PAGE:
MILWAUKEE -- When Kobe Bryant came into the NBA, he was 17 years old, so his parents had to co-sign his contract. Two decades later, the Lakers legend has become a sage. Before he left town, after playing his last game in Milwaukee, Bryant offered words of wisdom for a young Bucks star.
The excitement inside the BMO Harris Bradley Center on Monday night, February 22nd was palpable. Fans dressed in purple and yellow donned a giddy-ness Bucks fans haven't seen yet this season.
It was all because Kobe Bryant was in the house -- to play his final game in Milwaukee.
The Milwaukee Bucks honored the NBA great with a video before tip-off, as Bryant took in the sights, sounds and love from his Milwaukee fan base one last time.
"There are certain cities that have kind of a collegiate atmosphere. This has always been one of those cities with the sections and the chanting and things like that and I've always enjoyed playing here and tonight was no different, man. I really had a great time," Bryant said.
"It felt like a party, you know? It was the last game for Kobe Bryant in Milwaukee and you know, it was a pleasure and it was really exciting to have him here," Giannis Antetokounmpo said.
The night before coming to Milwaukee, after playing the Chicago Bulls, Bryant was asked about playing against Bucks star Giannis Antetokounmpo.
"He's unbelievable. Seriously, he has a lot of, I don't think he understands how much talent he has," Bryant said.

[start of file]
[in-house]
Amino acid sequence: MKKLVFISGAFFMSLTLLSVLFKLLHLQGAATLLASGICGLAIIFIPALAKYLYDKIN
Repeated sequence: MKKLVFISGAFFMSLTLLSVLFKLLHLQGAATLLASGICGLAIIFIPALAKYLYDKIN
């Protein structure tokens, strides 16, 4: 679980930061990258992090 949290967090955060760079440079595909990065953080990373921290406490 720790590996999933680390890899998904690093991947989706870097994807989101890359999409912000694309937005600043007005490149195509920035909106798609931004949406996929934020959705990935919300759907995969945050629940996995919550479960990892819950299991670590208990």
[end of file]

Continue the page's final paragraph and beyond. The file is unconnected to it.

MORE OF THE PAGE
Kobe Bryant plays last game in Milwaukee
"Those were kind words from Kobe and a hidden message from him, to tell Giannis to take it easy on him. We made sure that that message was clear that he was setting him up and Giannis understood that," Bucks Head Coach Jason Kidd said.
Not only did he understand it, he pulverized the mental attack and had a career night vs. the Lakers -- throwing up his first triple-double -- the youngest in the NBA to accomplish that feat.
Kobe Bryant and Giannis Antetokounmpo
He then had the opportunity to celebrate with his idol.
"It feels great. He's one of my role models. I always watched him when I was younger," Antetokounmpo said.
Bryant's legacy will go far beyond the championships he's won, the All-Star games he's played in and the points he's scored.
Now, on his "farewell tour," Bryant is passing along his keys to success to the next generation of NBA superstars.
"If you want to be that great player, then you're going to have to make certain sacrifices and you gotta go after it. But he has the potential to do it. He has the physical tools, the intelligence, and now it's just a matter of his believing in himself and going after it -- but he has the talent to be a great player," Bryant said of Giannis Antetokounmpo.
"If you don't work hard at it -- and you can ask him, he puts in a lot of time. It just didn't happen overnight for him," Kidd said of Bryant.
"He told me that I have to get in the gym, you know and work on my jump shot, saying he used to shoot 1,000 shots a day. I'm going to try to shoot 1,500," Antetokounmpo said.
So more than skills, more than circumstance, Bryant insists becoming great is simply a mentality.
"I never allowed anyone to tell me what I was capable of accomplishing and I never let anybody tell me that I can't do -- right? I went after it. I put all my eggs in one basket and hopefully they have that same mentality. If you want to accomplish something or do something that a lot of people think is difficult to accomplish you have to put all your eggs in one basket and there's no compromise with that -- and I hope that this younger generation of players understands that," Bryant said.
Antetokounmpo said that was the greatest advice, and then showed all of us why on the court Monday night.
While Bryant won't play on the BMO Bradley Center court again, his presence will be felt there for decades to come.